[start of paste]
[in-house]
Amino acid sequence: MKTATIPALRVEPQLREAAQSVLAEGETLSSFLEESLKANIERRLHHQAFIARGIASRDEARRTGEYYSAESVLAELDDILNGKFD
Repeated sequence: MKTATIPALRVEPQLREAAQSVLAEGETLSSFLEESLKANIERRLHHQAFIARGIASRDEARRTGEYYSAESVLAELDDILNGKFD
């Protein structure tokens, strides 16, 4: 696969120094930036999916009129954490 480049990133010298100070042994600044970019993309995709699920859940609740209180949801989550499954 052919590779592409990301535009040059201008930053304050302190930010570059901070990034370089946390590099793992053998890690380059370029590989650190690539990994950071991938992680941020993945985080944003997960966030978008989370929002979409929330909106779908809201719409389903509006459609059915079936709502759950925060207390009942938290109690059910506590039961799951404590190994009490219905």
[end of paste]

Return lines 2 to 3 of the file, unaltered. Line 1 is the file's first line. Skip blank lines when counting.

Amino acid sequence: MKTATIPALRVEPQLREAAQSVLAEGETLSSFLEESLKANIERRLHHQAFIARGIASRDEARRTGEYYSAESVLAELDDILNGKFD
Repeated sequence: MKTATIPALRVEPQLREAAQSVLAEGETLSSFLEESLKANIERRLHHQAFIARGIASRDEARRTGEYYSAESVLAELDDILNGKFD